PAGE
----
How to install applications from the command line in CentOS 8
CentOS 8 has been released and it comes with a number of important changes, changes that will directly affect how you manage those Linux servers in your data center. One of the more immediate changes is how you install applications from the command line.
Prior to the eighth iteration, CentOS used the yum package manager. As of CentOS 8, package management has migrated from yum to Dandified Yum (DNF). How that works, I cannot figure out--maybe they should have named it DNY or DFY. DNF was introduced way back in Fedora 18 and became the default package manager in Fedora 22, so it's taken a while to make its way to the server OS.
But here it is, and you'll need to know how to use it. Fortunately, it's very similar to yum. Let's find out how similar.
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Basic use of DNF
In its simplest form, installing a package with DNF looks like this:
Where PACKAGE is the name of the package to be installed.
To remove a package, the command is:
Where PACKAGE is the name of the package to be removed.
To update software on your system, issue the command:
This will run all available updates on your system. To upgrade a specific package, you can issue the command:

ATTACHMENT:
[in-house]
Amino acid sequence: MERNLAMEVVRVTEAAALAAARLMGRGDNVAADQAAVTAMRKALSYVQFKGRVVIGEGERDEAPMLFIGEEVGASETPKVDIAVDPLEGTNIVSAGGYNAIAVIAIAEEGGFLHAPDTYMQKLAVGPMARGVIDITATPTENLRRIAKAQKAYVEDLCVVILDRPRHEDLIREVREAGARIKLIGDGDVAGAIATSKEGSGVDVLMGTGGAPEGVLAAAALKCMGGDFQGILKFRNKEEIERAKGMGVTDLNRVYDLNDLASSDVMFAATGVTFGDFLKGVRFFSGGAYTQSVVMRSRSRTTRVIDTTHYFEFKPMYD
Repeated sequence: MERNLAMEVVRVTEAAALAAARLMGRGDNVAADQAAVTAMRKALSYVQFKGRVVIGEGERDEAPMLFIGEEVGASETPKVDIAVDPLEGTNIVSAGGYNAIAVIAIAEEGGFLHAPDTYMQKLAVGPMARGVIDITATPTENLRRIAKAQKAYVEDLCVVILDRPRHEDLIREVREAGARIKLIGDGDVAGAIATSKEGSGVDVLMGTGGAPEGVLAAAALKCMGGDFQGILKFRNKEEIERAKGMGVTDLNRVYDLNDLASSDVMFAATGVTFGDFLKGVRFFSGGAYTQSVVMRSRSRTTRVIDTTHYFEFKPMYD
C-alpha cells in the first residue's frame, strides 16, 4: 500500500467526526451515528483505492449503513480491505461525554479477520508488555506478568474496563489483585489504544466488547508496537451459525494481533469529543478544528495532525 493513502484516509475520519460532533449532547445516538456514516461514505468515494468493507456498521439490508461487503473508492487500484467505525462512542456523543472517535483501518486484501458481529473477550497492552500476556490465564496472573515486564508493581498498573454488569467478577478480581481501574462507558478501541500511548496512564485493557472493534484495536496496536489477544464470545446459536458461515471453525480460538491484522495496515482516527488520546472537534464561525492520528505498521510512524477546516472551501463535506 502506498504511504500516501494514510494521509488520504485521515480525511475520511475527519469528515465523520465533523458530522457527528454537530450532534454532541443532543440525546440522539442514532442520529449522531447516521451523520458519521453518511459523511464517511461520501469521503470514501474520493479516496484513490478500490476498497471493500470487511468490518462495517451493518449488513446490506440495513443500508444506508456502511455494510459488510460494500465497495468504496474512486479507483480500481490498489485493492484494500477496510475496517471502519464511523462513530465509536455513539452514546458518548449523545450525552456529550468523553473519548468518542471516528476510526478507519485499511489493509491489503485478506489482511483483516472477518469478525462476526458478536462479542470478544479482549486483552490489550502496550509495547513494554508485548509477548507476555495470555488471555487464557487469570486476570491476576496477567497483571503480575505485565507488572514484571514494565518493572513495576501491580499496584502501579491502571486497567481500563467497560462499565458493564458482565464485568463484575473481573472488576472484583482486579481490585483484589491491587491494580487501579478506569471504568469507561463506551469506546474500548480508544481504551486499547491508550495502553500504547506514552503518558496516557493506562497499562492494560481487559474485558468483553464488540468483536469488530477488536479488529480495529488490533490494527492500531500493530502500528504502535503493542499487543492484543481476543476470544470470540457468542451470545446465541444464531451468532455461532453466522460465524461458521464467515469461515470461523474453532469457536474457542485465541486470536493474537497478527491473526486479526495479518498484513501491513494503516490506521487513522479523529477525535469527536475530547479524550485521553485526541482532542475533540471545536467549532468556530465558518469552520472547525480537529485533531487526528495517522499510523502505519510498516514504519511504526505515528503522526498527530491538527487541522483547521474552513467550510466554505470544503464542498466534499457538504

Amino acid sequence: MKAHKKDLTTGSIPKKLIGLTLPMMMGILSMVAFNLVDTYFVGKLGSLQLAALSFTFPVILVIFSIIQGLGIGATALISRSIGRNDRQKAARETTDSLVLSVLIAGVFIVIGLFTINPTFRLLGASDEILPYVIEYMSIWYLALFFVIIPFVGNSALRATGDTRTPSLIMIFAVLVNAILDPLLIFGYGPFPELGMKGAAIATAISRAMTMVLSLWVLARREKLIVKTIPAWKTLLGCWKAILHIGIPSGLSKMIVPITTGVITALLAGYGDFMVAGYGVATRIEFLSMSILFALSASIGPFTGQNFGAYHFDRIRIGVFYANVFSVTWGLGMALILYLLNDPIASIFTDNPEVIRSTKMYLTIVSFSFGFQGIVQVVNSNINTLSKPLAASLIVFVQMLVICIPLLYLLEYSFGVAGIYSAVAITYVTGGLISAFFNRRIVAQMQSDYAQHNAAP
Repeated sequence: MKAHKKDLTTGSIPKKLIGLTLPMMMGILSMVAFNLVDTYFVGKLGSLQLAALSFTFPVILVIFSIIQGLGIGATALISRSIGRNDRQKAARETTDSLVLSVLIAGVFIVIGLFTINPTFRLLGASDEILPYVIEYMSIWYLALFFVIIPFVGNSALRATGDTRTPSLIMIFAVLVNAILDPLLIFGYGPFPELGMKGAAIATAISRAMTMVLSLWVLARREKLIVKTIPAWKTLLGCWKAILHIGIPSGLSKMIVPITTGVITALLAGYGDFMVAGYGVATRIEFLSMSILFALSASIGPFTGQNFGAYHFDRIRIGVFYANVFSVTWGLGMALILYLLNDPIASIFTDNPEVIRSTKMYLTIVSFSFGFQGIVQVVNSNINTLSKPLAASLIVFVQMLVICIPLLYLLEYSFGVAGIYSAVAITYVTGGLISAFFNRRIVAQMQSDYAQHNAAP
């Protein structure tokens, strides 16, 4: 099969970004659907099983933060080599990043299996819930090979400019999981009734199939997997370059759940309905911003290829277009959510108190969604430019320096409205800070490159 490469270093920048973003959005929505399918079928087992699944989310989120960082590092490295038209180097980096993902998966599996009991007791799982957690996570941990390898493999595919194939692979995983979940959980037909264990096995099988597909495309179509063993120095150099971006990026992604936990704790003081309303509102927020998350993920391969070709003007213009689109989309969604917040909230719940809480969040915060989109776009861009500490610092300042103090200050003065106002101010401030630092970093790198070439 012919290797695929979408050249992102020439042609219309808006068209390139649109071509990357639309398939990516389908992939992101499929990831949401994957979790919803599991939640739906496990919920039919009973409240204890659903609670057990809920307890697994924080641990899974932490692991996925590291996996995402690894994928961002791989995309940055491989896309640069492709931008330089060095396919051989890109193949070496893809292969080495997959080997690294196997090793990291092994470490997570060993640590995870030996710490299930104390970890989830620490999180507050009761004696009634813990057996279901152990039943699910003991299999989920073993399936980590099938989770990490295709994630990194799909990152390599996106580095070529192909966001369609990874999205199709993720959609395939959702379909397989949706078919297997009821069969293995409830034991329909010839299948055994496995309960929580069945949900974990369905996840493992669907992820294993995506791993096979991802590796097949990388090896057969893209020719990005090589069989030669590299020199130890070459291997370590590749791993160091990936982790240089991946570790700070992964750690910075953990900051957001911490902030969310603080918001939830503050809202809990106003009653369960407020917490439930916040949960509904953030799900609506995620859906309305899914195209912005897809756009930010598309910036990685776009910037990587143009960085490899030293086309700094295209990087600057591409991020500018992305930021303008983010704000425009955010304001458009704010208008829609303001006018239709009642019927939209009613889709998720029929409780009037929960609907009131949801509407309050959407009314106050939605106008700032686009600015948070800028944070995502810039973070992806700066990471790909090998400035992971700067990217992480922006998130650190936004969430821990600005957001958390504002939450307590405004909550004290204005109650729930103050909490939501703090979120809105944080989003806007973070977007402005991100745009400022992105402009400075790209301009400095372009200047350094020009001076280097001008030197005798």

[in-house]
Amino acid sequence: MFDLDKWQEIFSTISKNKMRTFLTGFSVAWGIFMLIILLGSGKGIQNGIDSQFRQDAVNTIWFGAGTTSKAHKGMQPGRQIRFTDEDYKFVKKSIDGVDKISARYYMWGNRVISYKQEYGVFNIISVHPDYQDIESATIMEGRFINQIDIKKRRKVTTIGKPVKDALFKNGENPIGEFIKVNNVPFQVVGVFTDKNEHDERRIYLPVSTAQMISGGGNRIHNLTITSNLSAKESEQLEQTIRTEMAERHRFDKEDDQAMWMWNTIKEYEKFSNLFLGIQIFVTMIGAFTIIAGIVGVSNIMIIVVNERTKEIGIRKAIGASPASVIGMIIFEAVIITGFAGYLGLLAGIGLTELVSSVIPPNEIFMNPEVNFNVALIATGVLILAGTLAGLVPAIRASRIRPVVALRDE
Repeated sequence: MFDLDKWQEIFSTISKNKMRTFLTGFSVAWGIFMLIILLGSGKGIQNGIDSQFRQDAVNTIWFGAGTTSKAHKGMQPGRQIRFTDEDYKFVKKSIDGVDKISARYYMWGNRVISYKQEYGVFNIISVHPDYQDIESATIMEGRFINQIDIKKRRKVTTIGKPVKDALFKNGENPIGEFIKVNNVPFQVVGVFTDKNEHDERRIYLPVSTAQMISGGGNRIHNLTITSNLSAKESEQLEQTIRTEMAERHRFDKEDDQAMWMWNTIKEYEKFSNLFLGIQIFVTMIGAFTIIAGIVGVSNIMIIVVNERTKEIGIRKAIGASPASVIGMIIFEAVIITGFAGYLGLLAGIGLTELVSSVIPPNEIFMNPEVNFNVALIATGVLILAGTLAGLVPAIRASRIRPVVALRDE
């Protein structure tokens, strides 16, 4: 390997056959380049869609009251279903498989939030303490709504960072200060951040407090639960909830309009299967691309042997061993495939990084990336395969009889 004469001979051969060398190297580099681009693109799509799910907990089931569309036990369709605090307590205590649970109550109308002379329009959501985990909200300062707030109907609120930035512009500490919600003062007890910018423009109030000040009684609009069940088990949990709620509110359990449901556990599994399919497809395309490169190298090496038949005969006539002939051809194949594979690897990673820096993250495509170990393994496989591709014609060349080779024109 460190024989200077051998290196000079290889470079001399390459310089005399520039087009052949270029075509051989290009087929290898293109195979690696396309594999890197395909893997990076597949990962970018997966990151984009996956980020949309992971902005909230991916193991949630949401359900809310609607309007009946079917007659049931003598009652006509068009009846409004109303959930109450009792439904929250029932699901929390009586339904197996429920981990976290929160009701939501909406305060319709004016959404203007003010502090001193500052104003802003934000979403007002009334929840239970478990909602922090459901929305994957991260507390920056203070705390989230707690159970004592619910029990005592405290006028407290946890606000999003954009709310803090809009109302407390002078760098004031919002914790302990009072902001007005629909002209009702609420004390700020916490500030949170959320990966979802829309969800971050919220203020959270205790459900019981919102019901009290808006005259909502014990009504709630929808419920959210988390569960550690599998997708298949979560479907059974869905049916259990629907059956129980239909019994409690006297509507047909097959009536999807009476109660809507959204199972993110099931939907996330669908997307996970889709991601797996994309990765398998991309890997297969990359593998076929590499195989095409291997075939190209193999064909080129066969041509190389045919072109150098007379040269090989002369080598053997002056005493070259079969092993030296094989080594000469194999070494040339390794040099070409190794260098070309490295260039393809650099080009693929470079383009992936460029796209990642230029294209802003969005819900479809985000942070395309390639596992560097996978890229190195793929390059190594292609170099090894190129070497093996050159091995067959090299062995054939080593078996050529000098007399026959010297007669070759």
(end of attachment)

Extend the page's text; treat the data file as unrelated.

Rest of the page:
Where PACKAGE is the name of the package to be updated.
How to use group install with DNF
DNF has a pretty cool trick up its sleeve, called group install. With group install, you can use a single command to install all packages related to a group. To see a list of all available groups, issue the command:
For instance, if you want to install the Network Servers package (which includes the likes of dhcp-server, dnsmasq, krb5-server, libreswan, radvd, rsyslog-gnutls, syslinux, tftp-server), issue the command:
Note that the group list command doesn't show a number of hidden groups. To view the installable hidden groups, issue the command:
From that list, you can then install one of the hidden groups in the same manner you installed the visible groups.
And that's the gist of using the DNF package manager found in CentOS 8. You shouldn't have any problems migrating from yum, as they are quite similar. Fortunately, for those that have trouble with change, the yum package manager remains intact, for now. However, I do suggest that you migrate to DNF, as yum probably won't remain for long (as it has been deprecated).